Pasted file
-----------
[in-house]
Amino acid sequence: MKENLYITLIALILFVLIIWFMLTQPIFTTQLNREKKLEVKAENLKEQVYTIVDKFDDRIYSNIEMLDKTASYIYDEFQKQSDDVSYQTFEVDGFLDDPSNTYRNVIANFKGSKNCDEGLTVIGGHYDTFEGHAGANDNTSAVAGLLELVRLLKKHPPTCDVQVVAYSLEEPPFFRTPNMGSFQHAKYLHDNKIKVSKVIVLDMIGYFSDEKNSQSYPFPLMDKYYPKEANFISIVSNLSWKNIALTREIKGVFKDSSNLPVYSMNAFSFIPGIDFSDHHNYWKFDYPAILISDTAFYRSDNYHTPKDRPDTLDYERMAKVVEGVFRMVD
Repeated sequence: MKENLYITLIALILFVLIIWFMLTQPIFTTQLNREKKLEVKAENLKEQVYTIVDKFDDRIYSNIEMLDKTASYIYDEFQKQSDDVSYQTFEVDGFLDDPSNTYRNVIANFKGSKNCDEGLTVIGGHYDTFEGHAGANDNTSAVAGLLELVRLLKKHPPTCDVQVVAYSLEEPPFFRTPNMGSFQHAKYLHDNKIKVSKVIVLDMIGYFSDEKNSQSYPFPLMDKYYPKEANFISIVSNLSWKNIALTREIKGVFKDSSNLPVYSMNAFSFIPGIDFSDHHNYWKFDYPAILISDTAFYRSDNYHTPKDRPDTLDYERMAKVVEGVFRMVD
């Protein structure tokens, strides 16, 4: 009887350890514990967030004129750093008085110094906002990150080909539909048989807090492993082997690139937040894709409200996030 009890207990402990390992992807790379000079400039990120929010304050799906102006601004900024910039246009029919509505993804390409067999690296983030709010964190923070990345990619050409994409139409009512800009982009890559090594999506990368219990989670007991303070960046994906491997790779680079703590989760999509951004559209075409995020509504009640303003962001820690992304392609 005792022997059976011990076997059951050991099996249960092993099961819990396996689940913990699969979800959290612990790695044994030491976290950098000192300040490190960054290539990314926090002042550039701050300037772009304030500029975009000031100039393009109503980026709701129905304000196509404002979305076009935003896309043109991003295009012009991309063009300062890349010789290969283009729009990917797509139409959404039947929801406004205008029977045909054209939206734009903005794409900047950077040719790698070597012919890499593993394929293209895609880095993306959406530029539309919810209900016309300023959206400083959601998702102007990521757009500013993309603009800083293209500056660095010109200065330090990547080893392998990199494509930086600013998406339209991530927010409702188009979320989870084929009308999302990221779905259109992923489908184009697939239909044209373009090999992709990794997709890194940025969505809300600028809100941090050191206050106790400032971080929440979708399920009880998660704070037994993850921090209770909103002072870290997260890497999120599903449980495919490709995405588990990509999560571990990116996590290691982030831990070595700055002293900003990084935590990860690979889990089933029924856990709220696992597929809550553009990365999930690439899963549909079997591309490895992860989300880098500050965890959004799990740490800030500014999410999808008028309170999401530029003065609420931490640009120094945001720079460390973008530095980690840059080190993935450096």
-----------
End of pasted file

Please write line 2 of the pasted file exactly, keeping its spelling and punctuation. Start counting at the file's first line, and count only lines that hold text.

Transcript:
Amino acid sequence: MKENLYITLIALILFVLIIWFMLTQPIFTTQLNREKKLEVKAENLKEQVYTIVDKFDDRIYSNIEMLDKTASYIYDEFQKQSDDVSYQTFEVDGFLDDPSNTYRNVIANFKGSKNCDEGLTVIGGHYDTFEGHAGANDNTSAVAGLLELVRLLKKHPPTCDVQVVAYSLEEPPFFRTPNMGSFQHAKYLHDNKIKVSKVIVLDMIGYFSDEKNSQSYPFPLMDKYYPKEANFISIVSNLSWKNIALTREIKGVFKDSSNLPVYSMNAFSFIPGIDFSDHHNYWKFDYPAILISDTAFYRSDNYHTPKDRPDTLDYERMAKVVEGVFRMVD